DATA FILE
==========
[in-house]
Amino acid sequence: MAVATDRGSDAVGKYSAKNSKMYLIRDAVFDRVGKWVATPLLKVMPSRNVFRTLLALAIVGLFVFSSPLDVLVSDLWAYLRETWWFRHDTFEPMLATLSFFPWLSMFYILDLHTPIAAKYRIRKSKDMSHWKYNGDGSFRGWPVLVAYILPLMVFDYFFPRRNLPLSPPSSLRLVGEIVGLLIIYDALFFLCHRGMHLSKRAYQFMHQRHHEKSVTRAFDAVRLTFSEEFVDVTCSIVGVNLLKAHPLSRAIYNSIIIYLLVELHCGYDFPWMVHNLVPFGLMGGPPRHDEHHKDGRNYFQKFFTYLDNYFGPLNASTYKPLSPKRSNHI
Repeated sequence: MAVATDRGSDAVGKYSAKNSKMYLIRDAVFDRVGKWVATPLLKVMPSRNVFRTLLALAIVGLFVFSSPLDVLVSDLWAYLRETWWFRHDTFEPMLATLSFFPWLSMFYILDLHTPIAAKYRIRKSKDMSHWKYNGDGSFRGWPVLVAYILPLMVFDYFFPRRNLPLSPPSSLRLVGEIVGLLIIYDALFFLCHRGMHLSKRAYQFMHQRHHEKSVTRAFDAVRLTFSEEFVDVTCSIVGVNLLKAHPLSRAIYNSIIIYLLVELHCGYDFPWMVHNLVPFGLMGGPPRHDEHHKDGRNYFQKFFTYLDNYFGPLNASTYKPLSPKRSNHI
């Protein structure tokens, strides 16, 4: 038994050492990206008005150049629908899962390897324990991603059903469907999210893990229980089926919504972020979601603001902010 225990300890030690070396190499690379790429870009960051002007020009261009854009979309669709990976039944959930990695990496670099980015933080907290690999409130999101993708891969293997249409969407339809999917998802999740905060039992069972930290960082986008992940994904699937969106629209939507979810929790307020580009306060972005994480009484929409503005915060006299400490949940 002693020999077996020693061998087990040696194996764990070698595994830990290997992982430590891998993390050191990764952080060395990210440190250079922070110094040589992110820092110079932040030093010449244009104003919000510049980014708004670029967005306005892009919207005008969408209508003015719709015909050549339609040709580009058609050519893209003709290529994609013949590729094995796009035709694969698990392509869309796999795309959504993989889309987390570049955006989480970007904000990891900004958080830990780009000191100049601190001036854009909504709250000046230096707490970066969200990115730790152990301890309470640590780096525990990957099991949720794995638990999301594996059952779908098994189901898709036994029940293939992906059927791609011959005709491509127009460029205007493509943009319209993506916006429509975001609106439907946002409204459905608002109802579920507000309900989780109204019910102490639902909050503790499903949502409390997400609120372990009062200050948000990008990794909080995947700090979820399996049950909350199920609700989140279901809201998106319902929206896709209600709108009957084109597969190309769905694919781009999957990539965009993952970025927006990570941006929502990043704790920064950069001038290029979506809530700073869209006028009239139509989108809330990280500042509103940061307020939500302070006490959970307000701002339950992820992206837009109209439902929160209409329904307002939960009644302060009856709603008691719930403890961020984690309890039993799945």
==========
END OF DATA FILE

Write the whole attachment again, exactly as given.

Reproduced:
[in-house]
Amino acid sequence: MAVATDRGSDAVGKYSAKNSKMYLIRDAVFDRVGKWVATPLLKVMPSRNVFRTLLALAIVGLFVFSSPLDVLVSDLWAYLRETWWFRHDTFEPMLATLSFFPWLSMFYILDLHTPIAAKYRIRKSKDMSHWKYNGDGSFRGWPVLVAYILPLMVFDYFFPRRNLPLSPPSSLRLVGEIVGLLIIYDALFFLCHRGMHLSKRAYQFMHQRHHEKSVTRAFDAVRLTFSEEFVDVTCSIVGVNLLKAHPLSRAIYNSIIIYLLVELHCGYDFPWMVHNLVPFGLMGGPPRHDEHHKDGRNYFQKFFTYLDNYFGPLNASTYKPLSPKRSNHI
Repeated sequence: MAVATDRGSDAVGKYSAKNSKMYLIRDAVFDRVGKWVATPLLKVMPSRNVFRTLLALAIVGLFVFSSPLDVLVSDLWAYLRETWWFRHDTFEPMLATLSFFPWLSMFYILDLHTPIAAKYRIRKSKDMSHWKYNGDGSFRGWPVLVAYILPLMVFDYFFPRRNLPLSPPSSLRLVGEIVGLLIIYDALFFLCHRGMHLSKRAYQFMHQRHHEKSVTRAFDAVRLTFSEEFVDVTCSIVGVNLLKAHPLSRAIYNSIIIYLLVELHCGYDFPWMVHNLVPFGLMGGPPRHDEHHKDGRNYFQKFFTYLDNYFGPLNASTYKPLSPKRSNHI
């Protein structure tokens, strides 16, 4: 038994050492990206008005150049629908899962390897324990991603059903469907999210893990229980089926919504972020979601603001902010 225990300890030690070396190499690379790429870009960051002007020009261009854009979309669709990976039944959930990695990496670099980015933080907290690999409130999101993708891969293997249409969407339809999917998802999740905060039992069972930290960082986008992940994904699937969106629209939507979810929790307020580009306060972005994480009484929409503005915060006299400490949940 002693020999077996020693061998087990040696194996764990070698595994830990290997992982430590891998993390050191990764952080060395990210440190250079922070110094040589992110820092110079932040030093010449244009104003919000510049980014708004670029967005306005892009919207005008969408209508003015719709015909050549339609040709580009058609050519893209003709290529994609013949590729094995796009035709694969698990392509869309796999795309959504993989889309987390570049955006989480970007904000990891900004958080830990780009000191100049601190001036854009909504709250000046230096707490970066969200990115730790152990301890309470640590780096525990990957099991949720794995638990999301594996059952779908098994189901898709036994029940293939992906059927791609011959005709491509127009460029205007493509943009319209993506916006429509975001609106439907946002409204459905608002109802579920507000309900989780109204019910102490639902909050503790499903949502409390997400609120372990009062200050948000990008990794909080995947700090979820399996049950909350199920609700989140279901809201998106319902929206896709209600709108009957084109597969190309769905694919781009999957990539965009993952970025927006990570941006929502990043704790920064950069001038290029979506809530700073869209006028009239139509989108809330990280500042509103940061307020939500302070006490959970307000701002339950992820992206837009109209439902929160209409329904307002939960009644302060009856709603008691719930403890961020984690309890039993799945």